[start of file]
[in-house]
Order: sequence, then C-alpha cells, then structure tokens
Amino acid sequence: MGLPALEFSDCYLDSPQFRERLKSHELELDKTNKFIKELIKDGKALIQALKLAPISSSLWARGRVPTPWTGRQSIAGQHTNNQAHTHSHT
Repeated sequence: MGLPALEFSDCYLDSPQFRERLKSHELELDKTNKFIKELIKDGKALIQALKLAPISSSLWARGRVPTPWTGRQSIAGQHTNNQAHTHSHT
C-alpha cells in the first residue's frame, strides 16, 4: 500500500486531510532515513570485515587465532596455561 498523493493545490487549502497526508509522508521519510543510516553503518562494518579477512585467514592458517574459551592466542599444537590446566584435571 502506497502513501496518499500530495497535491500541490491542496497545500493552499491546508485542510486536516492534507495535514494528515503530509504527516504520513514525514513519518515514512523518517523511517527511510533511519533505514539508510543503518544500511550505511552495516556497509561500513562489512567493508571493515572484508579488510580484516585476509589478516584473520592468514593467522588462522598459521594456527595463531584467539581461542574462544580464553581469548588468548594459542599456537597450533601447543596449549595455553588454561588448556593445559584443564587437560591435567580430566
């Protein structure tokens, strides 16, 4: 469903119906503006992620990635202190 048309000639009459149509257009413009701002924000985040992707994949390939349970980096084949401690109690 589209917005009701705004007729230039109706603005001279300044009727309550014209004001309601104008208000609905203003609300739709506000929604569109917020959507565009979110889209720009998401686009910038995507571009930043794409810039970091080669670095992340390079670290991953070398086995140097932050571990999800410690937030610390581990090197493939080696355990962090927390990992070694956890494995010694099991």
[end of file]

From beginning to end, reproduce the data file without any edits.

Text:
[in-house]
Order: sequence, then C-alpha cells, then structure tokens
Amino acid sequence: MGLPALEFSDCYLDSPQFRERLKSHELELDKTNKFIKELIKDGKALIQALKLAPISSSLWARGRVPTPWTGRQSIAGQHTNNQAHTHSHT
Repeated sequence: MGLPALEFSDCYLDSPQFRERLKSHELELDKTNKFIKELIKDGKALIQALKLAPISSSLWARGRVPTPWTGRQSIAGQHTNNQAHTHSHT
C-alpha cells in the first residue's frame, strides 16, 4: 500500500486531510532515513570485515587465532596455561 498523493493545490487549502497526508509522508521519510543510516553503518562494518579477512585467514592458517574459551592466542599444537590446566584435571 502506497502513501496518499500530495497535491500541490491542496497545500493552499491546508485542510486536516492534507495535514494528515503530509504527516504520513514525514513519518515514512523518517523511517527511510533511519533505514539508510543503518544500511550505511552495516556497509561500513562489512567493508571493515572484508579488510580484516585476509589478516584473520592468514593467522588462522598459521594456527595463531584467539581461542574462544580464553581469548588468548594459542599456537597450533601447543596449549595455553588454561588448556593445559584443564587437560591435567580430566
């Protein structure tokens, strides 16, 4: 469903119906503006992620990635202190 048309000639009459149509257009413009701002924000985040992707994949390939349970980096084949401690109690 589209917005009701705004007729230039109706603005001279300044009727309550014209004001309601104008208000609905203003609300739709506000929604569109917020959507565009979110889209720009998401686009910038995507571009930043794409810039970091080669670095992340390079670290991953070398086995140097932050571990999800410690937030610390581990090197493939080696355990962090927390990992070694956890494995010694099991």